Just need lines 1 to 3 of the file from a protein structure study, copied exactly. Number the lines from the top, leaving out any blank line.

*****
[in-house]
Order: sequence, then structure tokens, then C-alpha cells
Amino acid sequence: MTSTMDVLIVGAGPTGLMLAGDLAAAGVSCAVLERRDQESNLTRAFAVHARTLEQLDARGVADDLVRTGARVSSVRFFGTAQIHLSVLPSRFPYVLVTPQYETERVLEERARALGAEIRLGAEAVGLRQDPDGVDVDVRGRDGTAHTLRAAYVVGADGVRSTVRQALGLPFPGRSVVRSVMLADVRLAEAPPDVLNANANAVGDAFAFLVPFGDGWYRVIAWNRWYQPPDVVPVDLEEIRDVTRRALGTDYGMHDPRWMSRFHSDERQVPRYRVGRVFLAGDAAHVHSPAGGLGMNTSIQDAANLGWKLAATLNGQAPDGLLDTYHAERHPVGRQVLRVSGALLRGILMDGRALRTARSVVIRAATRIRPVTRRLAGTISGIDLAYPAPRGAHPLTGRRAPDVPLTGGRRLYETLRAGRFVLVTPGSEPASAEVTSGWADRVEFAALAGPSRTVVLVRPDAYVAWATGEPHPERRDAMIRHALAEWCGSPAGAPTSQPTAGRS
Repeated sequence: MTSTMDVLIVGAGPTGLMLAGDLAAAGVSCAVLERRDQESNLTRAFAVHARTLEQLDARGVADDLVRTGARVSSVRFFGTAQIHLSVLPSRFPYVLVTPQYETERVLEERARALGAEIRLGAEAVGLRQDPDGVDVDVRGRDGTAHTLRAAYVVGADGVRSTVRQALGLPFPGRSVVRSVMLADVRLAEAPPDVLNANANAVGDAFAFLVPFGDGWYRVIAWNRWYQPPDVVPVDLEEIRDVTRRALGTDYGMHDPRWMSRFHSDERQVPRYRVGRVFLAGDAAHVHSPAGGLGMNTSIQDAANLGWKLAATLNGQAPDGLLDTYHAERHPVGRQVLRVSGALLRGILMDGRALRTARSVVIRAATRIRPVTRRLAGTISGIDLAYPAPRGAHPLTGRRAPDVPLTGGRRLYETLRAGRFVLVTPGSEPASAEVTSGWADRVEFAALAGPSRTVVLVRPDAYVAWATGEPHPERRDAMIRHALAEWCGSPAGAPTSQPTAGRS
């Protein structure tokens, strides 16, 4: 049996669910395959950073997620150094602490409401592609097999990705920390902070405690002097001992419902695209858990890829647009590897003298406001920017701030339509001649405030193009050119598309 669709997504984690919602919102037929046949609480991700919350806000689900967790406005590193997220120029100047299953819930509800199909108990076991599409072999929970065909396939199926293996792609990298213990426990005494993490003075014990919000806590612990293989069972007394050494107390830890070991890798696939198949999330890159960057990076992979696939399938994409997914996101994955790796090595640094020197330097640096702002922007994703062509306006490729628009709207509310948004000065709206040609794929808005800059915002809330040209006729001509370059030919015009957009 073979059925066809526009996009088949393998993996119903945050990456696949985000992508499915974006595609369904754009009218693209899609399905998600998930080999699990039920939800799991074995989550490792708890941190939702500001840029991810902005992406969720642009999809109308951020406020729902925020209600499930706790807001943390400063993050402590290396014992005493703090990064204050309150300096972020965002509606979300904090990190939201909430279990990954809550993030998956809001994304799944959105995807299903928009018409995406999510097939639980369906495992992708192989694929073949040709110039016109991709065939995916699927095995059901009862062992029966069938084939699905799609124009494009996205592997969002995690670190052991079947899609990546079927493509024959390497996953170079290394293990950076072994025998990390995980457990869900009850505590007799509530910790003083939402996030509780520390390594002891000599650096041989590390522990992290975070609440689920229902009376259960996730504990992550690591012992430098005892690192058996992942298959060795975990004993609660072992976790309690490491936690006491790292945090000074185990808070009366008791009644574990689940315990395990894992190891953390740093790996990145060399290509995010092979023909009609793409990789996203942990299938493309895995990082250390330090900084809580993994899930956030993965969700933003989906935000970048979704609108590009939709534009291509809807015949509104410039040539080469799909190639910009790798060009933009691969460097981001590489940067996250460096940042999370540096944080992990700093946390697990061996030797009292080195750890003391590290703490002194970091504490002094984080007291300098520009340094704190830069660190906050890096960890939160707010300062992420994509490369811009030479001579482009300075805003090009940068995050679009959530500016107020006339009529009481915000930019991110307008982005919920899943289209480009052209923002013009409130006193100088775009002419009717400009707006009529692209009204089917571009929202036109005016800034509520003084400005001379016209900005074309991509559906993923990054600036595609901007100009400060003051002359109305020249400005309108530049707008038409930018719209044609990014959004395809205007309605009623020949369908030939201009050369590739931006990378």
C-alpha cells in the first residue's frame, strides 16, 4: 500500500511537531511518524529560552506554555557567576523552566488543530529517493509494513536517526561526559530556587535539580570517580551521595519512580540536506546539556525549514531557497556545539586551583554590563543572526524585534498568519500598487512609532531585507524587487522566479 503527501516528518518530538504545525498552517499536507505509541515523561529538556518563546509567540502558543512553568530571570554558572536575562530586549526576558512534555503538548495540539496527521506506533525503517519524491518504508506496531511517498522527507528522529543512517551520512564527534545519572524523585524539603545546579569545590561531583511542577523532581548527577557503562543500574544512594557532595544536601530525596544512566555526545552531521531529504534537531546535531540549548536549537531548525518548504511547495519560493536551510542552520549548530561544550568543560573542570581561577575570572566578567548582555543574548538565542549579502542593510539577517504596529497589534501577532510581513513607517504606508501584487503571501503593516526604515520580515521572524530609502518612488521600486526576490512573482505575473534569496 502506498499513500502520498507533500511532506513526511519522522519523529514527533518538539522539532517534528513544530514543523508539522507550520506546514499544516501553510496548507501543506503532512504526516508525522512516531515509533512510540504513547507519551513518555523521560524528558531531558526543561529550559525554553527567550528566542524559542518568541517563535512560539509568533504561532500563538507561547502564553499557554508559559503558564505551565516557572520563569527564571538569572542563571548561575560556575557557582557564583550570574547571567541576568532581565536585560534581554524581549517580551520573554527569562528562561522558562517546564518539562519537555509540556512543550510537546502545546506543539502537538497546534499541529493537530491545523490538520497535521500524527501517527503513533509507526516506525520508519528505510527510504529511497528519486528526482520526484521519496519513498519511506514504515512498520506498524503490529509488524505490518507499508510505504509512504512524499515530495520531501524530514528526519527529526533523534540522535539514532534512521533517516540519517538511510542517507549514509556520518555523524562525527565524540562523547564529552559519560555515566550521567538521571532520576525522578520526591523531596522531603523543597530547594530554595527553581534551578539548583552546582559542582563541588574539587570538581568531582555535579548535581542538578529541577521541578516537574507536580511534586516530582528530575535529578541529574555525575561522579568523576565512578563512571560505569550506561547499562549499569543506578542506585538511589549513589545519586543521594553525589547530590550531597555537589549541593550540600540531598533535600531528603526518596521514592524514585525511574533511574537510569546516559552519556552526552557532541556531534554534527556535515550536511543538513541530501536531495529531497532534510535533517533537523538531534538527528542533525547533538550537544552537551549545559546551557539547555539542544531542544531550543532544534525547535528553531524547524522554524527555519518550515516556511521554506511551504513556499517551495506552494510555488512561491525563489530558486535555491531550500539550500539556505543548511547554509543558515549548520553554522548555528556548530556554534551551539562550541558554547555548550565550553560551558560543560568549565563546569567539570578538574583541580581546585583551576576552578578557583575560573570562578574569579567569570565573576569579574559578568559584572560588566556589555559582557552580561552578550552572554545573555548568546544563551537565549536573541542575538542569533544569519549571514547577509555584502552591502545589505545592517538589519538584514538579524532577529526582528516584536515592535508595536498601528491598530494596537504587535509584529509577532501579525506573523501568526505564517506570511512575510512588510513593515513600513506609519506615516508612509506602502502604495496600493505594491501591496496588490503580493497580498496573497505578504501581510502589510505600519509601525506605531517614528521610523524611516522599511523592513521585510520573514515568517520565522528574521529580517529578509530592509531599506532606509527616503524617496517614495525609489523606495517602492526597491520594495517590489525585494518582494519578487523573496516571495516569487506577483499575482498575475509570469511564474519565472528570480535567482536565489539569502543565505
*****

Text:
[in-house]
Order: sequence, then structure tokens, then C-alpha cells
Amino acid sequence: MTSTMDVLIVGAGPTGLMLAGDLAAAGVSCAVLERRDQESNLTRAFAVHARTLEQLDARGVADDLVRTGARVSSVRFFGTAQIHLSVLPSRFPYVLVTPQYETERVLEERARALGAEIRLGAEAVGLRQDPDGVDVDVRGRDGTAHTLRAAYVVGADGVRSTVRQALGLPFPGRSVVRSVMLADVRLAEAPPDVLNANANAVGDAFAFLVPFGDGWYRVIAWNRWYQPPDVVPVDLEEIRDVTRRALGTDYGMHDPRWMSRFHSDERQVPRYRVGRVFLAGDAAHVHSPAGGLGMNTSIQDAANLGWKLAATLNGQAPDGLLDTYHAERHPVGRQVLRVSGALLRGILMDGRALRTARSVVIRAATRIRPVTRRLAGTISGIDLAYPAPRGAHPLTGRRAPDVPLTGGRRLYETLRAGRFVLVTPGSEPASAEVTSGWADRVEFAALAGPSRTVVLVRPDAYVAWATGEPHPERRDAMIRHALAEWCGSPAGAPTSQPTAGRS